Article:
I recently experienced involuntary separation from Ford Motor Credit Company, and am now finally able to receive unemployment benefits since the period for my severance and all other funds received has come and gone. I took an early retirement package, and receive a pension, a supplemental income, and assistance with health care because of my age eligibility, 58, allowed me to do so, at my discretion. I live in Nevada, and the unemployment insurance I receive is the max amount of 398 per week, but the amount of my pension and all amounts being received from Ford Motor Credit Company totaling 734.82 per month are being deducted from my monthly UI benefits, making my weekly benefit about 206, approximately.
I understand that my state doesn’t allow me to collect full UI benefits because I didn’t contribute to the retirement pension, however, this doesn’t seem fair to those who didn’t have the money to do so in the first place. I needed every penny before I was let go, and if I would have been able to receive the full benefits amount, plus my pension and supplements, I would have been able to just get by. I have a 20 year old son at home still that is going to school full time on a Pell Grant, and find it difficult to buy food after all the bills have been paid. I’ve already substantially reduced my expenses in preparation for the involuntary separation, and had hoped to find work by now, but to no avail.
What needs to be done to change the determination of monetary eligibility amounts for those who couldn’t afford to contribute to their pension prior to separation?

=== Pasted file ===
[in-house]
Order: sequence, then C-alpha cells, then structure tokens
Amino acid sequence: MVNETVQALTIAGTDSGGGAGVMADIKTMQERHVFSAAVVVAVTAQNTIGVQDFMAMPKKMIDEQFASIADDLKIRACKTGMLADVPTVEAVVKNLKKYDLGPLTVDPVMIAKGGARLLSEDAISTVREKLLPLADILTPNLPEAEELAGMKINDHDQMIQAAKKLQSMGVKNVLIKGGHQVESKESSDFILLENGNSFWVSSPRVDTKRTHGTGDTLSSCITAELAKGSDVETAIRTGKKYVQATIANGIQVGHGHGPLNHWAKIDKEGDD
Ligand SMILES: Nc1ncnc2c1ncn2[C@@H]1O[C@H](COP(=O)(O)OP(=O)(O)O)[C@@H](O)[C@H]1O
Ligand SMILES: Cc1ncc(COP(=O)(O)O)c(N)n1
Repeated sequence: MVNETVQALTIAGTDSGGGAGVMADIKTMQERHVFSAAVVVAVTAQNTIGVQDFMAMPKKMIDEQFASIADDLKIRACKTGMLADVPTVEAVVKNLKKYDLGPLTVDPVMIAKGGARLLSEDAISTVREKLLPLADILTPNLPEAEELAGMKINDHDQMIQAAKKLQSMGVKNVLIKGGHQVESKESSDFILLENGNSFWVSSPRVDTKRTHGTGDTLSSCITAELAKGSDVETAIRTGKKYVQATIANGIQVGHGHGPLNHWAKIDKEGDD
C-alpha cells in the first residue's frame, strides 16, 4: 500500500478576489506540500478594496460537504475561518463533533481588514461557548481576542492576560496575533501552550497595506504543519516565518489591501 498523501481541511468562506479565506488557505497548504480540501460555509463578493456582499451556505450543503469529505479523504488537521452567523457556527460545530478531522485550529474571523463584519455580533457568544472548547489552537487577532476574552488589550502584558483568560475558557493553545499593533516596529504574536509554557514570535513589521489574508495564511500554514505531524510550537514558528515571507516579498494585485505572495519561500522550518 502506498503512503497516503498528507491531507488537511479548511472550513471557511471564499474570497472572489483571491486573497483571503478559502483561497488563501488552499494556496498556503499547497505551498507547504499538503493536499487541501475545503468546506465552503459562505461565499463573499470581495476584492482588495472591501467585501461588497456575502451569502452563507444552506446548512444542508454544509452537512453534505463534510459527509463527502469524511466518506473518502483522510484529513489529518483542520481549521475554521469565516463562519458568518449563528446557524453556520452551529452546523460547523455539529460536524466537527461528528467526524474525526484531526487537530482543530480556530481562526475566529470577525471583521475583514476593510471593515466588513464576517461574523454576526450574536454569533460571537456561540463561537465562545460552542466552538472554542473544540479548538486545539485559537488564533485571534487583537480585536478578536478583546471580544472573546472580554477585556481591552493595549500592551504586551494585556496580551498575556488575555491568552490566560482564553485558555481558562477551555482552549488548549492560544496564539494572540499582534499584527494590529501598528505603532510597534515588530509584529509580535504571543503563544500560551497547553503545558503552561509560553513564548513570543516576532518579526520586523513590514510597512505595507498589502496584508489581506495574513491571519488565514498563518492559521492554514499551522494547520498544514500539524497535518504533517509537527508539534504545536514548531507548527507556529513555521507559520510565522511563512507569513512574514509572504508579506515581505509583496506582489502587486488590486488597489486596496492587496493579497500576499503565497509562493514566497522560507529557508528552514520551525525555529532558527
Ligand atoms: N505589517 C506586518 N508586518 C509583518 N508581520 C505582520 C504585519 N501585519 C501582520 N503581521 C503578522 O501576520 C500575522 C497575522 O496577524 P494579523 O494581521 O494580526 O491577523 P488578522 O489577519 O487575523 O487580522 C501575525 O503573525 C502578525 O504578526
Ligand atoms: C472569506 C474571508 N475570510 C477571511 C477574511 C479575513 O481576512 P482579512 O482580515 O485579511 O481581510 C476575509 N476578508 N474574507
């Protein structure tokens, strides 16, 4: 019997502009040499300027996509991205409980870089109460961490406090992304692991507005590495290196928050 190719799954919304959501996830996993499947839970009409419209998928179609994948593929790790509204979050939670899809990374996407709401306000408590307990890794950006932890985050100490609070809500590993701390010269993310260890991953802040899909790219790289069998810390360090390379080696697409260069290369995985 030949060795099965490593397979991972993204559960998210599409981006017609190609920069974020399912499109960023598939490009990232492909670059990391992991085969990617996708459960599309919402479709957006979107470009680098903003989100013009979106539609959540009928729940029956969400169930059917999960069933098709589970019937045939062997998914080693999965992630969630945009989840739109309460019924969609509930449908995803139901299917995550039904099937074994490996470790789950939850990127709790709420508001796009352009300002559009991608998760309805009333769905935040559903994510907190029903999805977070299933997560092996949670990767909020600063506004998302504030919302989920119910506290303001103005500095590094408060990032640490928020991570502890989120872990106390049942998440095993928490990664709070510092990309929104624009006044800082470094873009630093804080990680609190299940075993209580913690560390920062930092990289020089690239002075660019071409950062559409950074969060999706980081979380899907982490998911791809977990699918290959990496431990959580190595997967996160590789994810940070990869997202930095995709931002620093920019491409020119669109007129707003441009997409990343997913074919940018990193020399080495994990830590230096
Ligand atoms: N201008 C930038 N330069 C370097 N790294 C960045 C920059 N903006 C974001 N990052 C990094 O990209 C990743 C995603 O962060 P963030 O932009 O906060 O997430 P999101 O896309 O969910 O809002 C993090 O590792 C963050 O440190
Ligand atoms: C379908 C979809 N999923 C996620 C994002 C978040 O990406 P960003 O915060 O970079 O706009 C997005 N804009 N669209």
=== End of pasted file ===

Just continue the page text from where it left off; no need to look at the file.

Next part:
It seems a bit discriminatory. Though Ford Motor Credit Company is an affiliate of Ford Motor Company, I did not have any affiliations with any unions, and am curious as well as to why Ford has an exception listed in the monetary eligibility forum.
I don’t know of anything to be done that would change the determination for you or anyone.
It’s the same rule for everyone in NV ..
Reduce weekly benefits for receipt of all pension from a base period employer. Except they do have some special formula to eliminate the impact of employee contributions.
I also don’t understand why you think this is even a bit discriminatory. (might be nice to know what exception you write of for Ford .. might be because of a union contract .. or a different state?).
If, as an employee, you were unable to contribute to your retirement that doesn’t mean that all employees of an equal standing didn’t contribute or even choose to take the retirement pension at age 58.
I think personal financial conditions are just that, personal.
If there’s one true thing about UI .. it’s very difficult for your personal life to be good cause for anything as far as receipt of UI benefits go .. unless there is an excepting provision in a state law that might work for you.
I also think the reason contributions are even considered, might be because they usually come off the top of wages .. tax free. Therefore, are also not considered part of your weekly income nor, I assume .. included in the employer’s UI tax calculations. (I could be wrong about this, but it’s what makes sense to me).
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